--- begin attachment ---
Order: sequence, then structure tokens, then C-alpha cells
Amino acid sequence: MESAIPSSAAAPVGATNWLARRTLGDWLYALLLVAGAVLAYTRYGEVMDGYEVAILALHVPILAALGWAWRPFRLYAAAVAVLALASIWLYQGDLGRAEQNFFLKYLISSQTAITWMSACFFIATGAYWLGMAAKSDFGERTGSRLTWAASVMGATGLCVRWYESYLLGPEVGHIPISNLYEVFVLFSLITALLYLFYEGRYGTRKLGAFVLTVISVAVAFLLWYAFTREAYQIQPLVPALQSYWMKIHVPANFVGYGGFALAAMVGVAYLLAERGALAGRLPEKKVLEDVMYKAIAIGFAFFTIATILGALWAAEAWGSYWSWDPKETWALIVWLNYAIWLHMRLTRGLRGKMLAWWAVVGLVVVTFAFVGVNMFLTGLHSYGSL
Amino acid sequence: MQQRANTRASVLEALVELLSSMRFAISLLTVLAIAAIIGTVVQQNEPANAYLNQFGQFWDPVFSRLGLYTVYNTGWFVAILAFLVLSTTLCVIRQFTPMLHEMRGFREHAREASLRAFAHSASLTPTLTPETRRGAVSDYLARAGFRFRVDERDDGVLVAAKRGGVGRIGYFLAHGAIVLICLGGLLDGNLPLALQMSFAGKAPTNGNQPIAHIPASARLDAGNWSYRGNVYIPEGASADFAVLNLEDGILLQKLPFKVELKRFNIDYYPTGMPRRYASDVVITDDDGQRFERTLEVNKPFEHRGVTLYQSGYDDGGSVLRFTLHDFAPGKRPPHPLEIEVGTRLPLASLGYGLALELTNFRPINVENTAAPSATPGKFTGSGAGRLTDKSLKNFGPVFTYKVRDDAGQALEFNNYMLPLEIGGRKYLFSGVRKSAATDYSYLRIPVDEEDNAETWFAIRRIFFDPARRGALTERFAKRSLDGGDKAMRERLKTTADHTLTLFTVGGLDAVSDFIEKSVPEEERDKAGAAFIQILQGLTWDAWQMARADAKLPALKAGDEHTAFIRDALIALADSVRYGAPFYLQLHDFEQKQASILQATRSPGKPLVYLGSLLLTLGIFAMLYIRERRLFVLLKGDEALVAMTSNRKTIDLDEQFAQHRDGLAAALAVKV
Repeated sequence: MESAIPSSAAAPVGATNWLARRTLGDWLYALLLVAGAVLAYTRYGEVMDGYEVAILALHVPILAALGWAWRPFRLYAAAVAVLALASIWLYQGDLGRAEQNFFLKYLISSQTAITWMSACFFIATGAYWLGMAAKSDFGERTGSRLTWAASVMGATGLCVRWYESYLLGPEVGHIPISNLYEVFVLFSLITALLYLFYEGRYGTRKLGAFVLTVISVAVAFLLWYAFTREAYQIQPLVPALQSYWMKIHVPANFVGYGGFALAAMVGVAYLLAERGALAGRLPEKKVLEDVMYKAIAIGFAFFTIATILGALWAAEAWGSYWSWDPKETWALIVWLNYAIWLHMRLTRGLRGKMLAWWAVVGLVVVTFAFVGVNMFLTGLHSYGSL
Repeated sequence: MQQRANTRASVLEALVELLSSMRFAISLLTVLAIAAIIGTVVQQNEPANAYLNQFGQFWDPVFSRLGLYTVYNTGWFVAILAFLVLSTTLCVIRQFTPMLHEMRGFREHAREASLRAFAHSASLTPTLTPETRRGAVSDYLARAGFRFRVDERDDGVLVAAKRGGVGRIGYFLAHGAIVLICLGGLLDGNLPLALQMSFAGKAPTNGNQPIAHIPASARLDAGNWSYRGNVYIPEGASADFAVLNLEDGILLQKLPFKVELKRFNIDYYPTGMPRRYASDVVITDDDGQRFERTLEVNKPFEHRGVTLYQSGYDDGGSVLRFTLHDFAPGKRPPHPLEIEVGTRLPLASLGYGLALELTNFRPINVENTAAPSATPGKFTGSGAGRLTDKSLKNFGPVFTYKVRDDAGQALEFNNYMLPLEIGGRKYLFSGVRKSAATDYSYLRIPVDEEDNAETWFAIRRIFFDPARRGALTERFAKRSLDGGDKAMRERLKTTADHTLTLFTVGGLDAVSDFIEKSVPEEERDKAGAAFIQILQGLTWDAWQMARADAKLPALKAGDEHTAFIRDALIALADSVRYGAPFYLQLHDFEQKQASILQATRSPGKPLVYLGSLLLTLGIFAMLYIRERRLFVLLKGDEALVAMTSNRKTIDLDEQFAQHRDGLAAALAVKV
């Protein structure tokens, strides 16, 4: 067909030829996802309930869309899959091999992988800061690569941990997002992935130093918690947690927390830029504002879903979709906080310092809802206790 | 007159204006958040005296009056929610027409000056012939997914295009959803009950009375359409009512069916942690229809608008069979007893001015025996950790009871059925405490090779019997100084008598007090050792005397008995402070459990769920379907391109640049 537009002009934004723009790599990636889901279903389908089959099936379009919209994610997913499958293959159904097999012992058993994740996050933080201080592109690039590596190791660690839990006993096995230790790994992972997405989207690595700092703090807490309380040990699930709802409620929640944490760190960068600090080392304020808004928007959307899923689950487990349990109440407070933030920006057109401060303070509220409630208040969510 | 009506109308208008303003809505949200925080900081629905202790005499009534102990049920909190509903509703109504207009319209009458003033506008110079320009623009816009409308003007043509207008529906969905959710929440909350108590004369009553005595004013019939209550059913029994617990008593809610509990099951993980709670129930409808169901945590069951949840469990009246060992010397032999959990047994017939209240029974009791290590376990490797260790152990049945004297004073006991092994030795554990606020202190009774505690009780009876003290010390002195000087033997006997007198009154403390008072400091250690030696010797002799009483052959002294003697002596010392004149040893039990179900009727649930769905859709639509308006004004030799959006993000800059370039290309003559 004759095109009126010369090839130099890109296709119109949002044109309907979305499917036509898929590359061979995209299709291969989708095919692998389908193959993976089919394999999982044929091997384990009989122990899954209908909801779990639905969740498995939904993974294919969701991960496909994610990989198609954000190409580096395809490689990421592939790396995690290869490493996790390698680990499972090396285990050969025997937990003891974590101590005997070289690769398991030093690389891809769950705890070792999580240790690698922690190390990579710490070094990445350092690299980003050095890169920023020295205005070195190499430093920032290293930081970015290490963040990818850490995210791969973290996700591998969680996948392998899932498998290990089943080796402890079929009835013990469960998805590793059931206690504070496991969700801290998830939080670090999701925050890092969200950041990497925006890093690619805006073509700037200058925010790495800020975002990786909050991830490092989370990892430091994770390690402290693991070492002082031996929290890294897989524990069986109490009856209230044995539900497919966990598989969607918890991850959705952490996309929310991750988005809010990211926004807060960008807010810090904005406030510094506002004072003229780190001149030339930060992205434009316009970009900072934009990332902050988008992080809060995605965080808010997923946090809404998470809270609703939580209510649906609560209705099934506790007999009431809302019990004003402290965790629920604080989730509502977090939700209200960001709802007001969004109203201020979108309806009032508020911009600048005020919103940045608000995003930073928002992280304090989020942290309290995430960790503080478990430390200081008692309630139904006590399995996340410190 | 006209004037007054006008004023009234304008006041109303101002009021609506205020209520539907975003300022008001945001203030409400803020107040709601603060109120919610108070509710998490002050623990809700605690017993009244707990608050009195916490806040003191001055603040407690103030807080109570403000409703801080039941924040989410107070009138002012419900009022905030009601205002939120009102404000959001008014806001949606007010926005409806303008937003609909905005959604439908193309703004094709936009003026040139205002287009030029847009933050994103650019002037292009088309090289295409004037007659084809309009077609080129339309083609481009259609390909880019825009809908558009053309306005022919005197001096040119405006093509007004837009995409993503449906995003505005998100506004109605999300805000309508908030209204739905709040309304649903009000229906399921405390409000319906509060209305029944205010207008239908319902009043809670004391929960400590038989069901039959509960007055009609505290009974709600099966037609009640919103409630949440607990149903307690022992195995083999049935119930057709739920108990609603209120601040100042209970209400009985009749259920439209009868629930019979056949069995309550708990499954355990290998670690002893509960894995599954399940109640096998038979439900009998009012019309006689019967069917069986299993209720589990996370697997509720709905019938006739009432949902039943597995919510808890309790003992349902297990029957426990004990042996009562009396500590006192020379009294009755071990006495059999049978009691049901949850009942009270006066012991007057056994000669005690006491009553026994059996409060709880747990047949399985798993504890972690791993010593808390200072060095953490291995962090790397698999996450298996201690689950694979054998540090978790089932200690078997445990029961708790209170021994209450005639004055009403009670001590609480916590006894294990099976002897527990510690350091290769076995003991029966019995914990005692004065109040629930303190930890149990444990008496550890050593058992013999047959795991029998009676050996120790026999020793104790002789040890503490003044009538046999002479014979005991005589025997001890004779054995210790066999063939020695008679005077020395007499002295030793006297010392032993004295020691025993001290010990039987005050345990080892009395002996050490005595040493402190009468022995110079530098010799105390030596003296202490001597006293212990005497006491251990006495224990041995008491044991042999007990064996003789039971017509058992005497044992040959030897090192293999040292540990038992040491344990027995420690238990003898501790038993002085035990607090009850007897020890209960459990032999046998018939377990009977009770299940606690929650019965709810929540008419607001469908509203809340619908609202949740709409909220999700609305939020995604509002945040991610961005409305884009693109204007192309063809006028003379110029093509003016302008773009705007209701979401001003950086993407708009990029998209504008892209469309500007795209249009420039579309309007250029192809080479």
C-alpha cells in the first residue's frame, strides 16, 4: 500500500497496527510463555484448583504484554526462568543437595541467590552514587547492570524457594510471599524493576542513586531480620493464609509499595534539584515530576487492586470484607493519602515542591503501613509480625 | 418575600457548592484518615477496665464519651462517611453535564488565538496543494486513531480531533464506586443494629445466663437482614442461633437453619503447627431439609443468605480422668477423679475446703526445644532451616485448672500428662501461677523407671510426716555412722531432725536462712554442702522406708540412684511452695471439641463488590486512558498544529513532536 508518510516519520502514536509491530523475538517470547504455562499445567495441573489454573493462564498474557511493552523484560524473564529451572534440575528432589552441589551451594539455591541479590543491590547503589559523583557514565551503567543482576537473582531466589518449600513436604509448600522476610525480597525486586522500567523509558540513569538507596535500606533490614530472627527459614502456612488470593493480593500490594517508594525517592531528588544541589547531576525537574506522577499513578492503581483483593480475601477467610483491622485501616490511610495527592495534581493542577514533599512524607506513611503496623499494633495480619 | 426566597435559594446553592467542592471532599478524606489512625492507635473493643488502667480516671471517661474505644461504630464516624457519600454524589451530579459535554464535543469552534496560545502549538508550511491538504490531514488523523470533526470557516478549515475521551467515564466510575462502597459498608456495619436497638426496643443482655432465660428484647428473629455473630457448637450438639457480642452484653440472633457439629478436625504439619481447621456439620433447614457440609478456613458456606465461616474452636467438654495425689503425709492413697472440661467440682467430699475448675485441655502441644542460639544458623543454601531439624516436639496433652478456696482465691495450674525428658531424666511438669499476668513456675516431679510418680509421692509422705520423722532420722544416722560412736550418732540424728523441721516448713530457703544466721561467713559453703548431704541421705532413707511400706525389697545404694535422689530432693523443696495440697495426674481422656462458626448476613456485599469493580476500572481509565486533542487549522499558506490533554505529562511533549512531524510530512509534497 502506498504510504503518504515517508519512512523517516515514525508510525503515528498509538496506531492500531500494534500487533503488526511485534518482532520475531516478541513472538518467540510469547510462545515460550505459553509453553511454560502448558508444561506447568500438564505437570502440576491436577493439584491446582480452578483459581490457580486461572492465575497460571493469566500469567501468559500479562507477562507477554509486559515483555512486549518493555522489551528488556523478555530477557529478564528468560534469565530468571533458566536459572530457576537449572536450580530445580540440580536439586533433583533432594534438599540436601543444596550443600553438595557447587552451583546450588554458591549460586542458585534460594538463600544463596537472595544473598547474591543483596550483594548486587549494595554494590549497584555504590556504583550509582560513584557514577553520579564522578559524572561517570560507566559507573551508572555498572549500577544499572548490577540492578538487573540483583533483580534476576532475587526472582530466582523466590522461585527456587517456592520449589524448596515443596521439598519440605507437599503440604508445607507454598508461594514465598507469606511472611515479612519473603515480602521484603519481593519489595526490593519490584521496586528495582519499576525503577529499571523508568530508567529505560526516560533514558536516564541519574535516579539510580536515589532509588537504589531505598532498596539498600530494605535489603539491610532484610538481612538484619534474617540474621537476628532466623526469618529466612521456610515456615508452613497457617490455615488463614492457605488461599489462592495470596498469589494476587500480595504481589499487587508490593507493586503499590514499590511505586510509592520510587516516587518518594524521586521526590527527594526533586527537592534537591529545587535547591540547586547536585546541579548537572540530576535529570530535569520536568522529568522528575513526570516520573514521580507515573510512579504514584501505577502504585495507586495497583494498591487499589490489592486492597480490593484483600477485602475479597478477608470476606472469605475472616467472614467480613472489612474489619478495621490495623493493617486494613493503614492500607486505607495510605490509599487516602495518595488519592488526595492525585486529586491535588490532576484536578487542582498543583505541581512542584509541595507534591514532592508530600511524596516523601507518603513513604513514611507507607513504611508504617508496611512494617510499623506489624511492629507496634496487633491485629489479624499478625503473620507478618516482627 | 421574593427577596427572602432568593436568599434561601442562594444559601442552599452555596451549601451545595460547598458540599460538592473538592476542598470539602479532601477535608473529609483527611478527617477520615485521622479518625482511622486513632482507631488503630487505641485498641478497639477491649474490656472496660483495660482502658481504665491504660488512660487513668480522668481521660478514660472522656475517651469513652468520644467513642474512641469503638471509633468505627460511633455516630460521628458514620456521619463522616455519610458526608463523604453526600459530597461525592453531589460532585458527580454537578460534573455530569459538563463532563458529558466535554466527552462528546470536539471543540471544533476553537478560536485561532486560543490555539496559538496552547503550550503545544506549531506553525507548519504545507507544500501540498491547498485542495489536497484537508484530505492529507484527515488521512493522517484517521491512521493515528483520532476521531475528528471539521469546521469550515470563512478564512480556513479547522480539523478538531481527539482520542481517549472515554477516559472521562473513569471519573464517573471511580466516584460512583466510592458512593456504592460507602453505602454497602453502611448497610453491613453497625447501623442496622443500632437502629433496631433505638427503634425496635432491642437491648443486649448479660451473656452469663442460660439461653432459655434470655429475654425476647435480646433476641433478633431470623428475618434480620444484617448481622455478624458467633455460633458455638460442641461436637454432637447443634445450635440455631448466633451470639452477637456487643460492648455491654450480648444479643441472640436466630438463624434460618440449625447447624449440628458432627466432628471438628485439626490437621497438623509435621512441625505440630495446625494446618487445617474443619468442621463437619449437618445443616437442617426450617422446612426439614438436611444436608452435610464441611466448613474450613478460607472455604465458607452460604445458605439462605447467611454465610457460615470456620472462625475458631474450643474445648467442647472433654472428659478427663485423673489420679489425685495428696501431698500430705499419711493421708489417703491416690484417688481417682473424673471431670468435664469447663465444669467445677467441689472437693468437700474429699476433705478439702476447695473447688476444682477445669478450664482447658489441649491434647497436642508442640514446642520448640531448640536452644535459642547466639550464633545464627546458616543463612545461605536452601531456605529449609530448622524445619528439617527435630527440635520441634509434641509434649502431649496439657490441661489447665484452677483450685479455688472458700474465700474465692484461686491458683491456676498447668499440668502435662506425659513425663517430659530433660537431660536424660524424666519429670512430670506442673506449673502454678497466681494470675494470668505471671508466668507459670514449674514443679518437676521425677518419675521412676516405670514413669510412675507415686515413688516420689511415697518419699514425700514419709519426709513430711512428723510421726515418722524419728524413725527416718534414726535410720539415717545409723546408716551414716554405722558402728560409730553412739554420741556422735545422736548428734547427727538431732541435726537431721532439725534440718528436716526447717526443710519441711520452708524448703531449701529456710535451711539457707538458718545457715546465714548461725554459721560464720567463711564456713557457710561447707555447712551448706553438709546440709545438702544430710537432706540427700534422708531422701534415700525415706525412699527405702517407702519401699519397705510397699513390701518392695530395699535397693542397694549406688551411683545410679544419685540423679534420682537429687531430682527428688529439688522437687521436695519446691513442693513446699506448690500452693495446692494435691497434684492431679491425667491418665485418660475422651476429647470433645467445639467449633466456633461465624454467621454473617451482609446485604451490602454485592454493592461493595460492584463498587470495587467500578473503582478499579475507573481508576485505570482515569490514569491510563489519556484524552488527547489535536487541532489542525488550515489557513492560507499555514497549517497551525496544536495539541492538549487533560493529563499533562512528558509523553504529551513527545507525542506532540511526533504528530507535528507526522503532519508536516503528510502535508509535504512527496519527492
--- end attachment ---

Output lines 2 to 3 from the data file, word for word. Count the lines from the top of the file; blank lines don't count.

Amino acid sequence: MESAIPSSAAAPVGATNWLARRTLGDWLYALLLVAGAVLAYTRYGEVMDGYEVAILALHVPILAALGWAWRPFRLYAAAVAVLALASIWLYQGDLGRAEQNFFLKYLISSQTAITWMSACFFIATGAYWLGMAAKSDFGERTGSRLTWAASVMGATGLCVRWYESYLLGPEVGHIPISNLYEVFVLFSLITALLYLFYEGRYGTRKLGAFVLTVISVAVAFLLWYAFTREAYQIQPLVPALQSYWMKIHVPANFVGYGGFALAAMVGVAYLLAERGALAGRLPEKKVLEDVMYKAIAIGFAFFTIATILGALWAAEAWGSYWSWDPKETWALIVWLNYAIWLHMRLTRGLRGKMLAWWAVVGLVVVTFAFVGVNMFLTGLHSYGSL
Amino acid sequence: MQQRANTRASVLEALVELLSSMRFAISLLTVLAIAAIIGTVVQQNEPANAYLNQFGQFWDPVFSRLGLYTVYNTGWFVAILAFLVLSTTLCVIRQFTPMLHEMRGFREHAREASLRAFAHSASLTPTLTPETRRGAVSDYLARAGFRFRVDERDDGVLVAAKRGGVGRIGYFLAHGAIVLICLGGLLDGNLPLALQMSFAGKAPTNGNQPIAHIPASARLDAGNWSYRGNVYIPEGASADFAVLNLEDGILLQKLPFKVELKRFNIDYYPTGMPRRYASDVVITDDDGQRFERTLEVNKPFEHRGVTLYQSGYDDGGSVLRFTLHDFAPGKRPPHPLEIEVGTRLPLASLGYGLALELTNFRPINVENTAAPSATPGKFTGSGAGRLTDKSLKNFGPVFTYKVRDDAGQALEFNNYMLPLEIGGRKYLFSGVRKSAATDYSYLRIPVDEEDNAETWFAIRRIFFDPARRGALTERFAKRSLDGGDKAMRERLKTTADHTLTLFTVGGLDAVSDFIEKSVPEEERDKAGAAFIQILQGLTWDAWQMARADAKLPALKAGDEHTAFIRDALIALADSVRYGAPFYLQLHDFEQKQASILQATRSPGKPLVYLGSLLLTLGIFAMLYIRERRLFVLLKGDEALVAMTSNRKTIDLDEQFAQHRDGLAAALAVKV